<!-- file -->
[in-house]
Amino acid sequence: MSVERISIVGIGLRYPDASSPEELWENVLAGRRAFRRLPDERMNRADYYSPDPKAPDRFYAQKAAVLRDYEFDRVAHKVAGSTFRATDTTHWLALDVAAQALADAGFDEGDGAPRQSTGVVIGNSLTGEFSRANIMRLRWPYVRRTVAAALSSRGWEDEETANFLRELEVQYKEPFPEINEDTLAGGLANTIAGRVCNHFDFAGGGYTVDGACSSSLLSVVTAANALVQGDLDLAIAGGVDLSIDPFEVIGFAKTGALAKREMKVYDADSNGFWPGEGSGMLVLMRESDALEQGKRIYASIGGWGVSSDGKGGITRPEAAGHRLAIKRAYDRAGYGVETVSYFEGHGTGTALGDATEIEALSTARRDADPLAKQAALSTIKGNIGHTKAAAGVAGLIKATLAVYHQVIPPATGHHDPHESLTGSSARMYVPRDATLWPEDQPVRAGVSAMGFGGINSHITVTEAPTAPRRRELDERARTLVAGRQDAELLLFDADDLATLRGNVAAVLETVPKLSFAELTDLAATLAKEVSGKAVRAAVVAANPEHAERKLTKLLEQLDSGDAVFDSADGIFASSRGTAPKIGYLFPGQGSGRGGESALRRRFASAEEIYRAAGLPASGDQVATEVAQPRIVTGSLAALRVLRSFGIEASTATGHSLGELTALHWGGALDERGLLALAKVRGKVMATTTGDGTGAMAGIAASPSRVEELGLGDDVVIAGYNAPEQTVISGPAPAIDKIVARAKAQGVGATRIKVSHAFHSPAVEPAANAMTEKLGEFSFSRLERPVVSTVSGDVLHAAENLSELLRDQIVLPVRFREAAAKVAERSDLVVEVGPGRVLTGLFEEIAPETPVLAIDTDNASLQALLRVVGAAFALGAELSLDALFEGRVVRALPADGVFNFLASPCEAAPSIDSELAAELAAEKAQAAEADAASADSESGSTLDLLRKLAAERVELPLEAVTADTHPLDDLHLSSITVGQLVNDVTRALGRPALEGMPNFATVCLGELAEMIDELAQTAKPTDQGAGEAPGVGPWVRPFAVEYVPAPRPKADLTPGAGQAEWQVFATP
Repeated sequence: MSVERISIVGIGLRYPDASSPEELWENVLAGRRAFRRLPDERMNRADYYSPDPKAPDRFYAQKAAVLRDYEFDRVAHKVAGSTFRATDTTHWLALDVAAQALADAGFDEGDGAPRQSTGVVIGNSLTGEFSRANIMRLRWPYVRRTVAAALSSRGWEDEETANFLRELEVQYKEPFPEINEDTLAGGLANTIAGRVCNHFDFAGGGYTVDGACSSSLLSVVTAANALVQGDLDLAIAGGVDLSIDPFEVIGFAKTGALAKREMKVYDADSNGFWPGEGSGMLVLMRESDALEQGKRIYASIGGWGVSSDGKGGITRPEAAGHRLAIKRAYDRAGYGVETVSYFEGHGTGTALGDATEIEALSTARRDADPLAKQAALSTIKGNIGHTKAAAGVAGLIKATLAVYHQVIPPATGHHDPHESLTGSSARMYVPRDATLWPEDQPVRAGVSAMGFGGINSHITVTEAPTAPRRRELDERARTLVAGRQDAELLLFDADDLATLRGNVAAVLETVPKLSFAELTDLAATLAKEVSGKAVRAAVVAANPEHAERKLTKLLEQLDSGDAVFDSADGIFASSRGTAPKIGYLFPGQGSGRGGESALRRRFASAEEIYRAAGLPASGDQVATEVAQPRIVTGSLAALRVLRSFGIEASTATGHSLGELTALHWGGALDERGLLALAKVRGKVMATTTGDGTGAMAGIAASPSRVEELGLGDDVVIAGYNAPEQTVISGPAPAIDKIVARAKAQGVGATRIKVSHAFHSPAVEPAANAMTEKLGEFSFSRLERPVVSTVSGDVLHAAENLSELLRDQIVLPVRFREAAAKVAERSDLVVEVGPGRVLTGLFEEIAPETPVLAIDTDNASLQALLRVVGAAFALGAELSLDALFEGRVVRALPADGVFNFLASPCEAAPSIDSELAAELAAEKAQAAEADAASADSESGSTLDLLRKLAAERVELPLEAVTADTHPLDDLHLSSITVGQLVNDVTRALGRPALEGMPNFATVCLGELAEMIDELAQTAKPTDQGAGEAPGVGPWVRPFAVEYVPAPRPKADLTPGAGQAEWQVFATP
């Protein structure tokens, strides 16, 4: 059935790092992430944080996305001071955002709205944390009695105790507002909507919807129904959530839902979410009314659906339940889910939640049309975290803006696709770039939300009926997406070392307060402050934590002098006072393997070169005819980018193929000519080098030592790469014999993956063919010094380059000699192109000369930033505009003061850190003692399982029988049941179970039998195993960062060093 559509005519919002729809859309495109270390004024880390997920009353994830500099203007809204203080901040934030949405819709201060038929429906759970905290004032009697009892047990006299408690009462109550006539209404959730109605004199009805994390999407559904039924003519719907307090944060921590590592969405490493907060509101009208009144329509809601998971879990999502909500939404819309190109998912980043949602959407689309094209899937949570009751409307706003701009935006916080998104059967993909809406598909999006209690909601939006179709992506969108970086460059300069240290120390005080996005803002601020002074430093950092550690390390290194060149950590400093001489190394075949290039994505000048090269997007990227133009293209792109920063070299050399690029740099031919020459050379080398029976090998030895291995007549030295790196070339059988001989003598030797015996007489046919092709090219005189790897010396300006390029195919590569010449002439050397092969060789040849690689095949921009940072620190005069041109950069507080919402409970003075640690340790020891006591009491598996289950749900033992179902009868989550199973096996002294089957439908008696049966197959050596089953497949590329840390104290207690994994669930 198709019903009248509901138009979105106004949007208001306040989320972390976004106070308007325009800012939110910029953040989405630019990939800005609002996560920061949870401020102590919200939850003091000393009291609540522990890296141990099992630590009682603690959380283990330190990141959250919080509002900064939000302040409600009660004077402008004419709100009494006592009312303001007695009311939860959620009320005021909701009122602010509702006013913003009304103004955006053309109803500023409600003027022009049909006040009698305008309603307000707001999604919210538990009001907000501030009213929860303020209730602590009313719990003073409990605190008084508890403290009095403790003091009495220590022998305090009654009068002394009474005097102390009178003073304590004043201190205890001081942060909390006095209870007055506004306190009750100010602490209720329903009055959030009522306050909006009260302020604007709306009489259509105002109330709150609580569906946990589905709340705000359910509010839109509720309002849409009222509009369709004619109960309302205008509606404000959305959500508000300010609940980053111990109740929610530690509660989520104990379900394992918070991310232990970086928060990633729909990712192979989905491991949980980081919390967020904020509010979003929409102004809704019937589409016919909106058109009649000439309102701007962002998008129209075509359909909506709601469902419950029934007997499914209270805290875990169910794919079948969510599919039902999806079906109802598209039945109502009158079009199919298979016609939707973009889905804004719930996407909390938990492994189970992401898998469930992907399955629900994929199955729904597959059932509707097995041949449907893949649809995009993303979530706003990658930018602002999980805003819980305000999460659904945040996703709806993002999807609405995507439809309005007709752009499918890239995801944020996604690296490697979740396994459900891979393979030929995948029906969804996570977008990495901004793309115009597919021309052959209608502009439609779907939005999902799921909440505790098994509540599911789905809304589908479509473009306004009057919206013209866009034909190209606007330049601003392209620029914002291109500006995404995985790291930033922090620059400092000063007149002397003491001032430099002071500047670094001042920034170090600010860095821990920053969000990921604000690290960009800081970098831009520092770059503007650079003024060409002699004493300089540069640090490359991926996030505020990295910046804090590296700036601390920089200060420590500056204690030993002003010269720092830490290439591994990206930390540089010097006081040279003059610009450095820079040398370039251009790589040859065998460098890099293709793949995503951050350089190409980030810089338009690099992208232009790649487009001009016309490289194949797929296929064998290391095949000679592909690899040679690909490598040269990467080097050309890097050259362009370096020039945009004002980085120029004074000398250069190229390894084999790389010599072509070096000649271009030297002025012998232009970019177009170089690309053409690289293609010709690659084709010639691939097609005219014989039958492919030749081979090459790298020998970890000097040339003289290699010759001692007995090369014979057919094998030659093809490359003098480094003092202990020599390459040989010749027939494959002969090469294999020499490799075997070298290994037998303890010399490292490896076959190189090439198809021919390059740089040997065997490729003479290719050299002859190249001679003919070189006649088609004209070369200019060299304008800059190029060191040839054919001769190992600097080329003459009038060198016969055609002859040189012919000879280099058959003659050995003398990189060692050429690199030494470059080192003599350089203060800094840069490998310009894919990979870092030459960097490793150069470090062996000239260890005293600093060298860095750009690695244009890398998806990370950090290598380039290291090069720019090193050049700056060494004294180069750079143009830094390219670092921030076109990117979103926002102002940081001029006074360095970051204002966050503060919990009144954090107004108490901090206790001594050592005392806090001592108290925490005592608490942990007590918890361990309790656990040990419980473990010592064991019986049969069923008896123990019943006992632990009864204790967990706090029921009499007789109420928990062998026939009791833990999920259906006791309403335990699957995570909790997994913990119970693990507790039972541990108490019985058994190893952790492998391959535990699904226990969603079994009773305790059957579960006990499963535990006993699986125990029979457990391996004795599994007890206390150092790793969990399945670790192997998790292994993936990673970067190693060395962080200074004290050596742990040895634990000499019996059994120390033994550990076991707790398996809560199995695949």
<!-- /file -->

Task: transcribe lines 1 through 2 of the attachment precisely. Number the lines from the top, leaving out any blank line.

[in-house]
Amino acid sequence: MSVERISIVGIGLRYPDASSPEELWENVLAGRRAFRRLPDERMNRADYYSPDPKAPDRFYAQKAAVLRDYEFDRVAHKVAGSTFRATDTTHWLALDVAAQALADAGFDEGDGAPRQSTGVVIGNSLTGEFSRANIMRLRWPYVRRTVAAALSSRGWEDEETANFLRELEVQYKEPFPEINEDTLAGGLANTIAGRVCNHFDFAGGGYTVDGACSSSLLSVVTAANALVQGDLDLAIAGGVDLSIDPFEVIGFAKTGALAKREMKVYDADSNGFWPGEGSGMLVLMRESDALEQGKRIYASIGGWGVSSDGKGGITRPEAAGHRLAIKRAYDRAGYGVETVSYFEGHGTGTALGDATEIEALSTARRDADPLAKQAALSTIKGNIGHTKAAAGVAGLIKATLAVYHQVIPPATGHHDPHESLTGSSARMYVPRDATLWPEDQPVRAGVSAMGFGGINSHITVTEAPTAPRRRELDERARTLVAGRQDAELLLFDADDLATLRGNVAAVLETVPKLSFAELTDLAATLAKEVSGKAVRAAVVAANPEHAERKLTKLLEQLDSGDAVFDSADGIFASSRGTAPKIGYLFPGQGSGRGGESALRRRFASAEEIYRAAGLPASGDQVATEVAQPRIVTGSLAALRVLRSFGIEASTATGHSLGELTALHWGGALDERGLLALAKVRGKVMATTTGDGTGAMAGIAASPSRVEELGLGDDVVIAGYNAPEQTVISGPAPAIDKIVARAKAQGVGATRIKVSHAFHSPAVEPAANAMTEKLGEFSFSRLERPVVSTVSGDVLHAAENLSELLRDQIVLPVRFREAAAKVAERSDLVVEVGPGRVLTGLFEEIAPETPVLAIDTDNASLQALLRVVGAAFALGAELSLDALFEGRVVRALPADGVFNFLASPCEAAPSIDSELAAELAAEKAQAAEADAASADSESGSTLDLLRKLAAERVELPLEAVTADTHPLDDLHLSSITVGQLVNDVTRALGRPALEGMPNFATVCLGELAEMIDELAQTAKPTDQGAGEAPGVGPWVRPFAVEYVPAPRPKADLTPGAGQAEWQVFATP